Search specific issue
SHARE
ADVICE

Beware the self-appointed expert

Subscribe Now! Favs List
Beware the self-appointed expert

Paleo poster boy Pete Evans has been in the news again in Australia, and he’s really getting some criticism this time.

Pete has stepped well outside the food realm and has made some claims about sunscreen. He doesn’t use it, he says, even though he’s outside every day, because it contains “poisonous chemicals”. Pete prefers to use the natural protection of his year-round tan to protect him from the ravages of the sun and potential skin cancer. 

Most of you will realise that this is ridiculous and potentially dangerous (for expert views on sunscreen and the chemicals in it, this is a good summary. It’s especially dangerous advice in a part of the world with shockingly high rates of skin cancer. And even some of Paleo Pete’s fans have had a hard time with this particular piece of advice from him. 

 

But there’s a bigger issue here. What this particular mini-controversy highlights is in the age of social media, anyone can portray themselves as an expert, and can become, for better or worse, influential. 

 

That’s fine – and harmless, and maybe even fun – when it involves decorating tips or ‘life hacks’ to make your phone charge last longer. But when it comes to things relating to our health, we ignore true experts at our peril. 

 

Just because I’ve been on a lot of planes doesn’t mean I know how to fly one. Having been in hospital doesn’t give me the skills to dispense medical advice and do surgery. And just because we all eat doesn’t mean we are all nutrition experts. 

 

Much of the online nutrition hype – including that generated by Pete Evans – is in the vein of “it worked for me”. I think reading someone’s personal story; seeing how they’ve improved their health and the things that have helped them along can be inspiring and interesting. But it’s a big, and some would say irresponsible, step, to go from that to “now I’m giving the advice, and this is the way YOU should all eat”.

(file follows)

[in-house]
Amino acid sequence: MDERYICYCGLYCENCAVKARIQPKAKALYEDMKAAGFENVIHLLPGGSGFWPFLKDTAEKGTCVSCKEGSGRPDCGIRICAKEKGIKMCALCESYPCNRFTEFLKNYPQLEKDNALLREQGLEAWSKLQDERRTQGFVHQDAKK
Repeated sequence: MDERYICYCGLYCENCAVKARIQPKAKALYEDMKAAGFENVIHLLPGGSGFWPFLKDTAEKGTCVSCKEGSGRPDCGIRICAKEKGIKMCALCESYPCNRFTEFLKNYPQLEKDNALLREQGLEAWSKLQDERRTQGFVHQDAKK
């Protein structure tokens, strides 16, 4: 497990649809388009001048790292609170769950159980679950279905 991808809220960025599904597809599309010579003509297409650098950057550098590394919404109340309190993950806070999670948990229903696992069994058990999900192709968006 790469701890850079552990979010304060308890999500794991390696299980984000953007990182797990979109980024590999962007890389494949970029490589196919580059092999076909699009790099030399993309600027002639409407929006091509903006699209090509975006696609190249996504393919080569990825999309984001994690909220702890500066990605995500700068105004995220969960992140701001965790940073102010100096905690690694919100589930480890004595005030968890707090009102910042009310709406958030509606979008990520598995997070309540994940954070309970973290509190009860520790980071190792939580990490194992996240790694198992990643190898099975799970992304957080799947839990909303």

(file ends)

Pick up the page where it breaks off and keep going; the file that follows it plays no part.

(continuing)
True nutrition experts would never say that. That’s because they know that different individuals need different food and nutrition. Different people have different lifestyles, personalities, family situations and health issues. And true nutrition experts, degree-qualified dietitians and nutritionists, know that because they are trained in the science of nutrition. They spend years studying the science, then they spend years in clinical practice in hospitals or other settings. To be registered they must have a certain amount of professional experience and competency, and to stay registered they have to keep studying and developing their skills and knowledge. And they are accountable in everything they do to professional bodies who keep track of them (unlike the self-appointed experts, who are accountable to no-one). 

 

Just as I want the person flying my plane or performing my surgery to be capable to a high, monitored standard, I want my nutrition advice from someone who’s required to be current and competent. We only use these kinds of nutrition experts at Healthy Food Guide. We trust their advice, and I’d encourage you to look for these kinds of experts, too, whether you’re in a clinic or on Facebook. Your health is too important to entrust to someone who doesn’t understand or ‘believe in’ science. Or someone who doesn’t wear sunscreen.

 

Subscribe now for delicious, healthy recipes and expert advice delivered to your door! 




Ready to put your health first?
Subscribe here



X

Thanks, you're good to go!

X

Thanks, you're good to go!

X

{{ contentNotIncluded('company') }} has not subscribed to {{ contentNotIncluded('contentType') }}.

Ask your librarian to subscribe to this service next year. Alternatively, use a home network and buy a digital subscription—just $1/week...

Go back